In a recent Money Week article our good friend Dominic Frisby made a credible case for a new currency at least partially backed by gold. In order for this to fly the architects of the currency would need plenty of the yellow metal sitting in their vaults. As a basis of comparison America declares 8,100 tonnes of gold. Between 2006 and 2020 Russia quintupled its holdings to 2,200 tonnes and continues to accumulate. China’s official reserves are just under 2,000 tonnes but this figure I a complete joke. Since the year 2000 China has mined nearly 7,000 tonnes of gold and has laws forbidding its export. It’s also been acquiring resources across Africa and South America linked to its Belt & Road project for which no figures are available. Another 22,000 tonnes has entered China through the Shanghai gold exchange since 2008 and when you add in privately held gold, Frisby suggests that China has a total of over 32,000 tonnes of gold, four times what Uncle Sam holds.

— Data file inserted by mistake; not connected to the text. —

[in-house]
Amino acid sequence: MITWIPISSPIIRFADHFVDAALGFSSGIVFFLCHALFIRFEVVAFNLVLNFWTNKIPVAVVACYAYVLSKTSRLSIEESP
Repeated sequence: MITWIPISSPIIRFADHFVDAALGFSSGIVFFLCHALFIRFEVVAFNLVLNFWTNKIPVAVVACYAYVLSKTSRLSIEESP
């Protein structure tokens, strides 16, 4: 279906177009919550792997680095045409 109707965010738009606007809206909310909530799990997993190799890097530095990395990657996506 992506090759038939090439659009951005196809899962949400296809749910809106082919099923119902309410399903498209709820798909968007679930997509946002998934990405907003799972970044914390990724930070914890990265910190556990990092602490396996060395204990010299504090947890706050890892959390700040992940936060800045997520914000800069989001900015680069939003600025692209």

Why does China want to keep this secret? Because to declare this level of reserves would not only send the gold price soaring to where it really should have been for a long time. It would also increase the value of the yuan against the dollar and devalue the $3 trillion of dollar reserves it holds. Needless to say it has been de-dollarising for some time and is likely to be accelerating that policy after the events of 2022.

If you look at the body language between those two great dictators of the modern age, Xi and Putin, it’s clear that the relationship falls well short of total trust. If they are united in wanting to wage financial war on the west, perhaps a digital yuan backed by gold could be the perfect vehicle? If such a chain of events was to happen, the impact on the value of gold could be exponential. It would be really bad for the dollar, which is currently so strong that it is causing real pain to countries with dollar based debts, especially emerging markets. They might not need much persuading to turn eastwards for future financing, further hastening the demise of the American Empire.

Is this all the daydream of demented gold bugs? Perhaps. But I already have enough reasons to hold gold to preserve wealth in this Age of Uncertainty. The price action that such development might trigger would simply be the icing on the cake.

Wealth means choice. Choice requires independence. Independence needs privacy. Including private money, for which nothing compares to the 5,000 year track record of good old gold.

I’ll see you next time.